The table shows that the exposure to flood risks is already very high in many cities today (existing flood protection measures being taken into account). The consequences of flooding are serious in all cases. Low-income countries are less well organized and have fewer resources than rich countries to take measures for reducing vulnerability. Drainage canals clogged with garbage and squatter settlements on river banks and beaches, as often observed in low-income countries, are indicators of weak governance and low adaptive capacity. Table 1 further shows that without additional measures, there is a strong or very strong increase in flood exposure of the population due to climate change in all coastal cities.

Adaptation measures

An overview of climate adaptation measures is given in the article Climate adaptation measures for the coastal zone. Below we will discuss in more detail measures that are particularly relevant for coastal cities in low-income countries. These measures respond to the vulnerabilities discussed in the previous section #Causes of increasing vulnerability.


Climate adaptation stands or falls with the ability of administrations to take in time appropriate adaptation measures. Authorities need well-trained staff and therefore have to invest in training and capacity building programs[13]. A major obstacle to risk reduction measures are the high costs and the lack of an immediate tangible effect. Broad support for such measures often arises only after a disaster has occurred. Anticipatory measures that require shared sacrifices will not easily receive broad support in communities where social inequality is strong. However, it is possible to incorporate climate adaptation in measures that deliver direct social benefits, such as: reduction of social inequality through equitable taxes and income redistribution, investments in education and health care, good affordable housing and improvement of the infrastructure for water and sanitation [10]. Measures can be designed such that they contribute to reduce the potential impact of climate change, e.g. by increasing the resilience of citizens, by providing faster and better emergency aid, by building flood-proof homes, by securing critical infrastructure and by preventing the dispersal of hazardous substances[35]. Such measures can be implemented step by step, depending on the resources available. Measures that can be realized at short term are the implementation of organizations for early warning, emergency interventions and rescue. See also the articles Integrated Coastal Zone Management (ICZM) and Climate adaptation measures for the coastal zone.

City planning

City planning is a crucial instrument for increasing the resilience of coastal cities to flooding. City planning must first of all prevent development in zones that are most sensitive to flooding. A very effective measure is the establishment and enforcement of setback areas along the coast and river banks, see the article Setback area. These areas are often already built on and relocating the local population may be needed. This is not easily done and requires not only good alternative housing. The current situation is that residents of unsafe areas often prefer to accept flood risk than give up their home, postponing the need for relocation as long as possible by ad-hoc measures[36]. People who live precariously in vulnerable areas often feel neglected and distrust authorities[13]. To obtain support and cooperation, authorities have to communicate intensively as an understanding, listening and reliable partner with inhabitants in planning and relocation processes.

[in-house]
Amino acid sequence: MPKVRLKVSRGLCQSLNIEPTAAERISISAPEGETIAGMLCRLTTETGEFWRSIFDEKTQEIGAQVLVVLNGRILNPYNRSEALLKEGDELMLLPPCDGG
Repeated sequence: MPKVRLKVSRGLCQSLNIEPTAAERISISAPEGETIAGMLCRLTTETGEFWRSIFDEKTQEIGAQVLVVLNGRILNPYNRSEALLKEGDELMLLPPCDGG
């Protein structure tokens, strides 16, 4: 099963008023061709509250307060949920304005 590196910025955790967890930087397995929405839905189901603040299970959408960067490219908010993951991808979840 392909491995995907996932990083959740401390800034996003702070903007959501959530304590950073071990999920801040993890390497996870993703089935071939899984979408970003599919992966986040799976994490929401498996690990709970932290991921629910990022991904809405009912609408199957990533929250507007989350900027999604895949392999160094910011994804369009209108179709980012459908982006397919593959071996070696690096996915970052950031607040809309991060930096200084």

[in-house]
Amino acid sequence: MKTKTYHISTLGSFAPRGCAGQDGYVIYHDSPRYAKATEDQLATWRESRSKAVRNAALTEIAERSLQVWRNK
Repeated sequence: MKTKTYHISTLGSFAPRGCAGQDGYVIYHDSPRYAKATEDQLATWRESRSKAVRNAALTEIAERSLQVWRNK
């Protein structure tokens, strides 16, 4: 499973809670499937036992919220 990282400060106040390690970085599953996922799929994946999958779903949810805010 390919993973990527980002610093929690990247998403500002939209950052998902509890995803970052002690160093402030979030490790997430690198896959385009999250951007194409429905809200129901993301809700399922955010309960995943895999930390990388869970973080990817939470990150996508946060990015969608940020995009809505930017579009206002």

Adaptation of the local infrastructure is necessary to better manage storm and flood water. This can be realized by giving water more space in the city, as illustrated in Fig. 6. In addition, an efficient and well-maintained drainage infrastructure is required. A general planning principle for dealing with storm water and flash floods is[37]:

  1. space for water retention / absorption upstream of the city,
  2. space for water storage in the city and
  3. high-capacity canals / drains for fast water discharge downstream of the city.

Water supply from remote sources must ensure that no groundwater needs to be pumped up, in order to reduce subsidence. Building regulations must ensure that houses are resistant to flooding and that residents can secure themselves on higher floors; existing buildings have to be refitted if necessary. These adaptations are costly and require appropriate funding mechanisms. [38]. A broad spectrum of issues is related to urban water management (see Fig. 7); therefore, an integrated approach is required.

Figure 6: Examples of room for water in Dutch cities.
Figure 7: Assessment of policy objectives related to urban water management for the city of Amsterdam[39].

Limiting rural exodus

Limiting the migration from the countryside to the urban centers along the coast requires political priority for rural development. Agricultural policy should tackle existing obstacles to rural development. It comprises a broad spectrum of measures, for example, investing in knowledge development and knowledge sharing of efficient modern farming techniques, creating financial mechanisms for their implementation and creating insurance mechanisms against crop failures, regulating land ownership, improving agricultural product marketing mechanisms, stimulating the development of local food processing industries, improving water supply and irrigation practices and investing in infrastructure for transport, warehousing, cold storage and wholesale markets [40]. By reducing migration to urban centers, policies to improve prosperity and economic growth in agricultural areas are therefore an important complement to policies for reducing the vulnerability of coastal towns.

Groundwater management

Arresting or controlling subsidence related to groundwater use requires[41][42]: